Hurricane Harvey assaults coast, then batters inland counties
Hurricane Harvey slammed the middle Texas coast on Aug. 25, hammering the region from Rockport to Palacios before continuing inland as a tropical storm and causing widespread catastrophic flooding.
With wind speeds in excess of 130 miles per hour before landfall at Rockport, the National Hurricane Center in Miami gave the storm a rating of Category 4. As rains and flooding worsened, Harvey was widely reportedly to be the strongest hurricane to hit Texas since Carla in 1961.
Before the storm hit, Gov. Greg Abbott requested and received a presidential disaster declaration, receiving approval from the Federal Emergency Management Agency. The declaration cleared the way for individual assistance, public assistance and hazard mitigation to communities in affected counties, where high winds, torrential rains, flooding, tornadoes, power outages and more weather-related troubles affected millions of Texans.
First responders and civilian volunteers by the hundreds went to work rescuing the stranded and rendering aid under severe conditions.
Abbott’s original request for a presidential disaster declaration was for 30 counties, including: Aransas, Austin, Bee, Calhoun, Chambers, Colorado, Brazoria, DeWitt, Fayette, Fort Bend, Galveston, Goliad, Gonzales, Harris, Jackson, Jefferson, Jim Wells, Karnes, Kleberg, Lavaca, Liberty, Live Oak, Matagorda, Nueces, Refugio, San Patricio, Victoria, Waller, Wharton and Wilson counties.
Abbott made an additional request on Aug. 26 to include 20 more stricken counties: Atascosa, Bexar, Brazos, Caldwell, Cameron, Comal, Grimes, Guadalupe, Hardin, Jasper, Kerr, Lee, Leon, Madison, Montgomery, Newton, Tyler, Walker, Washington and Willacy.
On Aug. 27, the National Oceanographic and Atmospheric Administration predicted ongoing and lifethreatening flooding would continue across southeastern Texas with additional rainfall accumulations of 15 to 25 inches expected, and with isolated storm totals as high as 50 inches, through Sept. 1.
Judge halts voter law
Laws toughening voter identification requirements continue to violate the U.S. Voting Rights Act, a Corpus Christi federal district judge ruled Aug. 23.
In her ruling, Judge Nelva Gonzales Ramos granted declaratory relief to the plaintiffs, who primarily represent Latino and black voters, in the form of a permanent injunction against enforcement of the 2017 law.
In the case Veasey
v. Abbott, originally filed in 2011, plaintiffs alleged SB 14, the voter I.D. law passed by the Texas Legislature in 2011, violates Section 2 of the Voting Rights Act. The suit also claimed Texas law violates the U.S. Constitution’s Article 14, due process and equal protection, and Article 15, banning racial discrimination. Section 2 prohibits state and local officials from adopting or maintaining voting laws or procedures that purposefully discriminates on the basis of race, color or membership in a language minority group.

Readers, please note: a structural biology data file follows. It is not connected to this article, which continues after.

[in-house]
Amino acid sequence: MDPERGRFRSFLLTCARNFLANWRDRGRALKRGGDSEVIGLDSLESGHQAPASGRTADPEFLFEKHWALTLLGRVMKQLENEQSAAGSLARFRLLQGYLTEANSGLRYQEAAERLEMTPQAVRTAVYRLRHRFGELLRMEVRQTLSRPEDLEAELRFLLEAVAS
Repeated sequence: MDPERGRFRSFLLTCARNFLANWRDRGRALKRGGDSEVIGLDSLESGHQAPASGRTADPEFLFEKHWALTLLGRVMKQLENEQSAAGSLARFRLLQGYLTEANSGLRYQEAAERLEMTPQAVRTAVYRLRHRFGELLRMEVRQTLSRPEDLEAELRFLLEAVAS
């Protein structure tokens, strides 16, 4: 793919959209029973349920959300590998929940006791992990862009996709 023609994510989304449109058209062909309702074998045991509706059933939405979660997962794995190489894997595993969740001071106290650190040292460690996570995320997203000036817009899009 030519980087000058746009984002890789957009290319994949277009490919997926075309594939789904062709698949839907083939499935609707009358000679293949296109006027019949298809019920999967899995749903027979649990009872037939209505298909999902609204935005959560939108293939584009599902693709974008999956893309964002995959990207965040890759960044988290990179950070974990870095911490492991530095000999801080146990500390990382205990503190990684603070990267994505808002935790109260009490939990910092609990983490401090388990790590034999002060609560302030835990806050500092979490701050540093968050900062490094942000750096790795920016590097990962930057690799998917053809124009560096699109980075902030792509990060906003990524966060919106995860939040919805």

In 2016, the New Orleans-based U.S. Court of Appeals for the 5th Circuit affirmed Ramos’s finding that the law is discriminatory. The appeals court remanded the case to her court for further consideration, and Ramos, in accordance with an instruction by the Fifth Circuit, issued an interim remedy to eliminate or reduce the discriminatory effects of SB 14 in time for the 2016 general election.
Earlier this year, the Republican-dominated Texas Legislature crafted and passed SB 5, ostensibly to purge SB 14 of its discriminatory provisions. But Ramos said in her ruling last week that SB 5 falls short of that. She ordered plaintiffs and defendants to file memoranda by Aug. 31 stating whether they wish to schedule an evidentiary hearing.
Texas Attorney General Ken Paxton on Aug. 25 filed a motion with the 5th Circuit, asking that Ramos’ injunction be overturned.
Rate for notes is low
Texas Comptroller Glenn Hegar on Aug. 22 announced the recent sale of $5.4 billion in Texas Tax and Revenue Anticipation Notes received a net interest rate of 0.96 percent.
Money from the sale of “TRANs” is used to help fund expenditures such as public-school payments made early in the fiscal year before the arrival of tax revenues later in the year, Hegar said.
Texas received the highest possible shortterm credit ratings from Wall Street, which helped drive down the cost of borrowing, Hegar added.
Jobless rate decreases
The Texas Workforce Commission on July 18 announced the Texas economy expanded for the 13th consecutive month with the addition of 19,600 seasonally adjusted non-farm jobs in July.
Also, the Lone Star State’s seasonally adjusted unemployment rate fell to 4.3 percent, down from 4.6 percent in June, and annual employment growth for Texas was 2.4 percent — double the annual growth rate compared to a year ago.